The Making of
I HAD FLOWN from San Francisco to Norfolk and was riding in a taxi. The driver and I chatted about the weather and the tourists. The sky was cloudy, and twenty minutes away was Virginia Beach, where I was scheduled to give a keynote address to hundreds of teachers and administrators at a conference on multicultural education. The rearview mirror reflected a white man in his forties. “How long have you been in this country?” he asked. “All my life,” I replied, wincing. His question was one I had been asked too many times, even by northerners with Ph.D.’s. “I was born in the United States,” I added. He replied: “I was wondering because your English is excellent!” Then I explained: “My grandfather came here from Japan in the 1880s. My family has been here, in America, for over a hundred years.” He glanced at me in the mirror. To him, I did not look like an American.
A Different Mirror
Suddenly, we both became uncomfortably conscious of a divide between us. An awkward silence turned my gaze from the mirror to the passing scenery. Here, at the eastern edge of the continent, I mused, was the site of the beginning of multicultural America. Our highway crossed land that Sir Walter Raleigh had renamed “Virginia” in honor of Elizabeth I, the Virgin Queen. Taking lands from the Indians, the English colonizers founded Jamestown in 1607, and six years later they shipped the first four barrels of tobacco to London. Almost immediately, tobacco became an immensely profitable export crop, and the rise of the tobacco economy generated an insatiable demand for Indian land as well as for labor from England, Ireland, and Africa. In 1619, a year before the arrival of the Pilgrims at Plymouth Rock, a Dutch slave ship landed the first twenty Africans at Jamestown. Indeed, history saturated the surrounding landscape.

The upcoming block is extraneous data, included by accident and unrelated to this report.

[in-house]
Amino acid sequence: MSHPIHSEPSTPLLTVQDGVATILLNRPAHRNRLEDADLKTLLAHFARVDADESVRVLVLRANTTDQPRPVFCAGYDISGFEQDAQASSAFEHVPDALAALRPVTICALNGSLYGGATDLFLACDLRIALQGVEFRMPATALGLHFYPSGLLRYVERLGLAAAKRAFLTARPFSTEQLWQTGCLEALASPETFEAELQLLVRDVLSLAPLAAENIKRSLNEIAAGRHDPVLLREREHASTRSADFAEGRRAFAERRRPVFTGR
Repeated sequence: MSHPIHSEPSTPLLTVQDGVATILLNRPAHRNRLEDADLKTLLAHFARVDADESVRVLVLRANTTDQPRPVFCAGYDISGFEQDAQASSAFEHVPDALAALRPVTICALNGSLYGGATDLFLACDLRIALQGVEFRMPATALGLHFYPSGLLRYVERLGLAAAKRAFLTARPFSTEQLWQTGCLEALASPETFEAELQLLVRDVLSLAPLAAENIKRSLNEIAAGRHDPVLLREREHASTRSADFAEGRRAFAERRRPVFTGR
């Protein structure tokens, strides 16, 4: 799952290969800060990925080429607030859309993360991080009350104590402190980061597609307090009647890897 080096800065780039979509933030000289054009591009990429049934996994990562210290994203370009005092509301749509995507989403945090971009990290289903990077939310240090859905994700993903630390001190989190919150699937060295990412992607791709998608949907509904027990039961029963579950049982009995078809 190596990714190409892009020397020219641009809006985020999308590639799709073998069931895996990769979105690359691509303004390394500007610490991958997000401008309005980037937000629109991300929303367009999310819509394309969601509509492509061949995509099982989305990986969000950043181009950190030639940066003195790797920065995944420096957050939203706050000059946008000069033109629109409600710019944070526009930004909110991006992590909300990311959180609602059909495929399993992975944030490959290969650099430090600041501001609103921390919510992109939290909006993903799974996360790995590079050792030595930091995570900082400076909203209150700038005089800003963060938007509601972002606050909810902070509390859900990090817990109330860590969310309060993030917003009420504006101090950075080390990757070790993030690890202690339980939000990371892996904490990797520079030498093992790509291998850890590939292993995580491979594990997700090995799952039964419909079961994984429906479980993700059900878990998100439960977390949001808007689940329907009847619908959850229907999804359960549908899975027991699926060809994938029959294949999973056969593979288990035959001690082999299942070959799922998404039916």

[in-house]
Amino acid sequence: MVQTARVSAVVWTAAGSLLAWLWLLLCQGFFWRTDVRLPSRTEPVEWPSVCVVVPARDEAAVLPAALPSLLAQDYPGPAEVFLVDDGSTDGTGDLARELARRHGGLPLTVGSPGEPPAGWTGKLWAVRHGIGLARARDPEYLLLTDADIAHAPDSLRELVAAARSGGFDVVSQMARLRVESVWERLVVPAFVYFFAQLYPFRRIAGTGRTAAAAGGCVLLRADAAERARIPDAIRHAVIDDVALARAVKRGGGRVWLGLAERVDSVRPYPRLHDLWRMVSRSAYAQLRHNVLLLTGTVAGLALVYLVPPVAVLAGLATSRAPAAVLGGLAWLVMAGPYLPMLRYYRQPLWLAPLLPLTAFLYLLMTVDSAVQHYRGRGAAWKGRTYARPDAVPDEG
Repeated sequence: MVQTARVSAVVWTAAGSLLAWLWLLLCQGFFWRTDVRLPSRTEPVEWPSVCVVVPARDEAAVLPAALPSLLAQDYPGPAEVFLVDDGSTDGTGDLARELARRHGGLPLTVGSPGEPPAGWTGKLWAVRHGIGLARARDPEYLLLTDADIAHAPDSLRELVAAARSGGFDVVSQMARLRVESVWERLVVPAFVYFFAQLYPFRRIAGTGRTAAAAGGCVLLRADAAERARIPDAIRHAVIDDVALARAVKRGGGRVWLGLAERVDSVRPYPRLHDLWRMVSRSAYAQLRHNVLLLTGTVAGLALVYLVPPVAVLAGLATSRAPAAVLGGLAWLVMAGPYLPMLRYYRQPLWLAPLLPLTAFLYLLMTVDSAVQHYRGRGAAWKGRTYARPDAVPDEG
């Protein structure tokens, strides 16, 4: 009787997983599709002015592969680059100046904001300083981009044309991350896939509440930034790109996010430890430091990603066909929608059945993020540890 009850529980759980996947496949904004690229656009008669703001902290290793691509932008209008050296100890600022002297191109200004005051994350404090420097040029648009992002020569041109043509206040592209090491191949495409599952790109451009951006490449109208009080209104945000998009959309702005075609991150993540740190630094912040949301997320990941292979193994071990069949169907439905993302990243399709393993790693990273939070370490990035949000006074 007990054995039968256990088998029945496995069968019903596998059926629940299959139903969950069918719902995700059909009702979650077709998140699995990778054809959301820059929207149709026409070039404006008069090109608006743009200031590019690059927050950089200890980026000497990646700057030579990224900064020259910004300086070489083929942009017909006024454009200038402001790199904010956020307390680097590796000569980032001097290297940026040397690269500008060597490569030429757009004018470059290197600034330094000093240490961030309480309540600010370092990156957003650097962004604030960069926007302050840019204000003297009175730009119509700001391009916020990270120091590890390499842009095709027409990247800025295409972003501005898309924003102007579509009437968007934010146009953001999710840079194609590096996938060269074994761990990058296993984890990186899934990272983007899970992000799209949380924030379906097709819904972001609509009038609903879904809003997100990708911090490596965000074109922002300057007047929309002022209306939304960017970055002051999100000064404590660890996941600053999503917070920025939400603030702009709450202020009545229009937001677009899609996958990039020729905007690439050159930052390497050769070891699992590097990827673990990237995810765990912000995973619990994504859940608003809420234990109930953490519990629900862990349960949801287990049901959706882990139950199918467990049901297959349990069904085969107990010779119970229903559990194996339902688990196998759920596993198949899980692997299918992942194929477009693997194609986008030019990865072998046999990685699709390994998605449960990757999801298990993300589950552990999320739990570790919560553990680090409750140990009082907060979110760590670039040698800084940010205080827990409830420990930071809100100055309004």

Questions like the one that my taxi driver asked me are always jarring. But it was not his fault that he did not see me as a fellow citizen: what had he learned about Asian Americans in courses called “U.S. history” ? He saw me through a filter—what I call the Master Narrative of American History. According to this powerful and popular but inaccurate story, our country was settled by European immigrants, and Americans are white. “Race,” observed Toni Morrison, has functioned as a “metaphor” necessary to the “construction of Americanness” : in the creation of our national identity, “American” has been defined as “white.”1 Not to be “white” is to be designated as the “Other”—different, inferior, and unassimilable.
The Master Narrative is deeply embedded in our mainstream culture and can be found in the scholarship of a long list of preeminent historians. The father of the Master Narrative was Frederick Jackson Turner. In 1893, two years after the Census Bureau announced that Americans had settled the entire continent and that the frontier had come to an end, Turner gave a presentation at the meeting of the American Historical Association. Entitled “The Significance of the Frontier in American History,” his paper would make him famous. Turner would become the dean of American history, his influence spanning generations of historians to come.
In what would be hailed as the “frontier thesis,” Turner declared that the end of the frontier marked “the closing of a great historic movement”—the colonization of the Great West. He explained that the frontier had been “the meeting point between savagery and civilization.” At this intersection, the Europeans had been “Americanized” by the wilderness. Initially, “the wilderness masters the colonist. It finds him a European in dress, industries, tools, modes of travel and thought. It takes him from the railroad car and puts him in a birch canoe. It strips off the garments of civilization, and arrays him in the hunting shirt and moccasin. It puts him in the log cabin of the Cherokee and Iroquois.… Before long he has gone to planting Indian corn and plowing with a sharp stick; he shouts the war cry and takes the scalp in orthodox Indian fashion.” But “little by little he transforms the wilderness” ; in “a series of Indian wars,” the “stalwart and rugged” frontiersman takes land from the Indians for white settlement and the advance of “manufacturing civilization.” “The outcome is not the Old Europe,” Turner exclaimed. “The fact is that here is a new product that is American.”2